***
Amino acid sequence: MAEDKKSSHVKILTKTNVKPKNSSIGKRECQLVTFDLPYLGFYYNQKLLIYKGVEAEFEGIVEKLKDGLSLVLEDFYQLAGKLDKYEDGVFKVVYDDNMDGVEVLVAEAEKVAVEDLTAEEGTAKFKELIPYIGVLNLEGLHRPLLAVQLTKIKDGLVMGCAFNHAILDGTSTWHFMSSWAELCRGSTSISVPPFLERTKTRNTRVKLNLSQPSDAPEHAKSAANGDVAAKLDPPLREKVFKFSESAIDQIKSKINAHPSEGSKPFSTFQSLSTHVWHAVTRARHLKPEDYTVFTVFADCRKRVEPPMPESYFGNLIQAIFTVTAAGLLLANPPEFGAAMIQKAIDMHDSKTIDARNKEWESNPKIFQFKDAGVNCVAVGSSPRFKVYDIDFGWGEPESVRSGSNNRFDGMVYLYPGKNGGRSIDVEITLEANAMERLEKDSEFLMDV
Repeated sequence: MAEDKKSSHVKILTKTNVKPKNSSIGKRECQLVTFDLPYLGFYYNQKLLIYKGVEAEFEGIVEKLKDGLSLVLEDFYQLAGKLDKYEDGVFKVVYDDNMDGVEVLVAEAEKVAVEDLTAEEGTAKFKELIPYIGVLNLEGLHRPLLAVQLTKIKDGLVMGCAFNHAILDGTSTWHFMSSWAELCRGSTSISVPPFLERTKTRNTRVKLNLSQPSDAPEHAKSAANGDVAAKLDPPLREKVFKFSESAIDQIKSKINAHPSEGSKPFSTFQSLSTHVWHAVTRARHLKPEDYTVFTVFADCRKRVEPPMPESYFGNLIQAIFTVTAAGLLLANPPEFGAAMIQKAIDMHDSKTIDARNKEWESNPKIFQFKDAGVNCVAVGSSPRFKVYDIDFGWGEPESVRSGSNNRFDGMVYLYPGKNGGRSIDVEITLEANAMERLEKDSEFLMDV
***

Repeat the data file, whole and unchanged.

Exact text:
Amino acid sequence: MAEDKKSSHVKILTKTNVKPKNSSIGKRECQLVTFDLPYLGFYYNQKLLIYKGVEAEFEGIVEKLKDGLSLVLEDFYQLAGKLDKYEDGVFKVVYDDNMDGVEVLVAEAEKVAVEDLTAEEGTAKFKELIPYIGVLNLEGLHRPLLAVQLTKIKDGLVMGCAFNHAILDGTSTWHFMSSWAELCRGSTSISVPPFLERTKTRNTRVKLNLSQPSDAPEHAKSAANGDVAAKLDPPLREKVFKFSESAIDQIKSKINAHPSEGSKPFSTFQSLSTHVWHAVTRARHLKPEDYTVFTVFADCRKRVEPPMPESYFGNLIQAIFTVTAAGLLLANPPEFGAAMIQKAIDMHDSKTIDARNKEWESNPKIFQFKDAGVNCVAVGSSPRFKVYDIDFGWGEPESVRSGSNNRFDGMVYLYPGKNGGRSIDVEITLEANAMERLEKDSEFLMDV
Repeated sequence: MAEDKKSSHVKILTKTNVKPKNSSIGKRECQLVTFDLPYLGFYYNQKLLIYKGVEAEFEGIVEKLKDGLSLVLEDFYQLAGKLDKYEDGVFKVVYDDNMDGVEVLVAEAEKVAVEDLTAEEGTAKFKELIPYIGVLNLEGLHRPLLAVQLTKIKDGLVMGCAFNHAILDGTSTWHFMSSWAELCRGSTSISVPPFLERTKTRNTRVKLNLSQPSDAPEHAKSAANGDVAAKLDPPLREKVFKFSESAIDQIKSKINAHPSEGSKPFSTFQSLSTHVWHAVTRARHLKPEDYTVFTVFADCRKRVEPPMPESYFGNLIQAIFTVTAAGLLLANPPEFGAAMIQKAIDMHDSKTIDARNKEWESNPKIFQFKDAGVNCVAVGSSPRFKVYDIDFGWGEPESVRSGSNNRFDGMVYLYPGKNGGRSIDVEITLEANAMERLEKDSEFLMDV